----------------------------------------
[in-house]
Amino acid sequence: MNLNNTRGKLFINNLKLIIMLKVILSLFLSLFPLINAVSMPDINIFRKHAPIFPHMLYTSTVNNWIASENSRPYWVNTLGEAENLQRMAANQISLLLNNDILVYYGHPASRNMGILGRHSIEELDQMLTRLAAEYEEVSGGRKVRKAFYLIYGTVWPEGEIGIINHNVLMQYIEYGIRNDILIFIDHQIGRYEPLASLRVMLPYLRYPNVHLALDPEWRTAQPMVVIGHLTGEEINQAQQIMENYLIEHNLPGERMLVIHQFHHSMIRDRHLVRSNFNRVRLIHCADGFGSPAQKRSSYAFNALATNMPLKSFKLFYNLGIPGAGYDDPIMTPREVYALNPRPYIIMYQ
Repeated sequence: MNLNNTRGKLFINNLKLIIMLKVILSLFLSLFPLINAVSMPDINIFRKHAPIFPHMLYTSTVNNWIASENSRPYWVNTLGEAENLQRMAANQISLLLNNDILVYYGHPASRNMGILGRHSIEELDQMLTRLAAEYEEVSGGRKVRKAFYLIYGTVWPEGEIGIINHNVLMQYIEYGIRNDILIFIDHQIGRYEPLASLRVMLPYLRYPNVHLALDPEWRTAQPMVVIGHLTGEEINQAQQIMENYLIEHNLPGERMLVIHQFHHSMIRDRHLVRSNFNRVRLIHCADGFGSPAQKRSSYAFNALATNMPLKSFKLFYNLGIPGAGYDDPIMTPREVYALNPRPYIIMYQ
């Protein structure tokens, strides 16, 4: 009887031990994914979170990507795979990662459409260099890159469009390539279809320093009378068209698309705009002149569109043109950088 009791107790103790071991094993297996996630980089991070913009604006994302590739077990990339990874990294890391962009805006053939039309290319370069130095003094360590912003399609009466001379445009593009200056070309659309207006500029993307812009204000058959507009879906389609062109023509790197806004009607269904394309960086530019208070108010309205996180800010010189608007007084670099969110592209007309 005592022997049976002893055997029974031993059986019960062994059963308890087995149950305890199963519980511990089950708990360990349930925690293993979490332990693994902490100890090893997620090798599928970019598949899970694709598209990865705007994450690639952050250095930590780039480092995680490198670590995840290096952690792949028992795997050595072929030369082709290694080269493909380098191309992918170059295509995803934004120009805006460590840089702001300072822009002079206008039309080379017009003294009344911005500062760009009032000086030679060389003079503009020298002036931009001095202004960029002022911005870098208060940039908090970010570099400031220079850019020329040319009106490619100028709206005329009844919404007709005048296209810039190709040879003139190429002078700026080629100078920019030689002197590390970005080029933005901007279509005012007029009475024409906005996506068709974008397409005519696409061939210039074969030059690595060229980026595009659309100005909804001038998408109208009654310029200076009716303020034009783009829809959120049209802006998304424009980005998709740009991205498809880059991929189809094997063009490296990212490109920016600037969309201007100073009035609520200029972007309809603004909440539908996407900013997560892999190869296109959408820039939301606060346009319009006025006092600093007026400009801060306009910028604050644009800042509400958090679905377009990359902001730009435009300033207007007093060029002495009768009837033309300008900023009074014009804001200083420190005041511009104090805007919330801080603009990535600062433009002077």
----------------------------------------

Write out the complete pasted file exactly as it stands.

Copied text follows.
[in-house]
Amino acid sequence: MNLNNTRGKLFINNLKLIIMLKVILSLFLSLFPLINAVSMPDINIFRKHAPIFPHMLYTSTVNNWIASENSRPYWVNTLGEAENLQRMAANQISLLLNNDILVYYGHPASRNMGILGRHSIEELDQMLTRLAAEYEEVSGGRKVRKAFYLIYGTVWPEGEIGIINHNVLMQYIEYGIRNDILIFIDHQIGRYEPLASLRVMLPYLRYPNVHLALDPEWRTAQPMVVIGHLTGEEINQAQQIMENYLIEHNLPGERMLVIHQFHHSMIRDRHLVRSNFNRVRLIHCADGFGSPAQKRSSYAFNALATNMPLKSFKLFYNLGIPGAGYDDPIMTPREVYALNPRPYIIMYQ
Repeated sequence: MNLNNTRGKLFINNLKLIIMLKVILSLFLSLFPLINAVSMPDINIFRKHAPIFPHMLYTSTVNNWIASENSRPYWVNTLGEAENLQRMAANQISLLLNNDILVYYGHPASRNMGILGRHSIEELDQMLTRLAAEYEEVSGGRKVRKAFYLIYGTVWPEGEIGIINHNVLMQYIEYGIRNDILIFIDHQIGRYEPLASLRVMLPYLRYPNVHLALDPEWRTAQPMVVIGHLTGEEINQAQQIMENYLIEHNLPGERMLVIHQFHHSMIRDRHLVRSNFNRVRLIHCADGFGSPAQKRSSYAFNALATNMPLKSFKLFYNLGIPGAGYDDPIMTPREVYALNPRPYIIMYQ
């Protein structure tokens, strides 16, 4: 009887031990994914979170990507795979990662459409260099890159469009390539279809320093009378068209698309705009002149569109043109950088 009791107790103790071991094993297996996630980089991070913009604006994302590739077990990339990874990294890391962009805006053939039309290319370069130095003094360590912003399609009466001379445009593009200056070309659309207006500029993307812009204000058959507009879906389609062109023509790197806004009607269904394309960086530019208070108010309205996180800010010189608007007084670099969110592209007309 005592022997049976002893055997029974031993059986019960062994059963308890087995149950305890199963519980511990089950708990360990349930925690293993979490332990693994902490100890090893997620090798599928970019598949899970694709598209990865705007994450690639952050250095930590780039480092995680490198670590995840290096952690792949028992795997050595072929030369082709290694080269493909380098191309992918170059295509995803934004120009805006460590840089702001300072822009002079206008039309080379017009003294009344911005500062760009009032000086030679060389003079503009020298002036931009001095202004960029002022911005870098208060940039908090970010570099400031220079850019020329040319009106490619100028709206005329009844919404007709005048296209810039190709040879003139190429002078700026080629100078920019030689002197590390970005080029933005901007279509005012007029009475024409906005996506068709974008397409005519696409061939210039074969030059690595060229980026595009659309100005909804001038998408109208009654310029200076009716303020034009783009829809959120049209802006998304424009980005998709740009991205498809880059991929189809094997063009490296990212490109920016600037969309201007100073009035609520200029972007309809603004909440539908996407900013997560892999190869296109959408820039939301606060346009319009006025006092600093007026400009801060306009910028604050644009800042509400958090679905377009990359902001730009435009300033207007007093060029002495009768009837033309300008900023009074014009804001200083420190005041511009104090805007919330801080603009990535600062433009002077």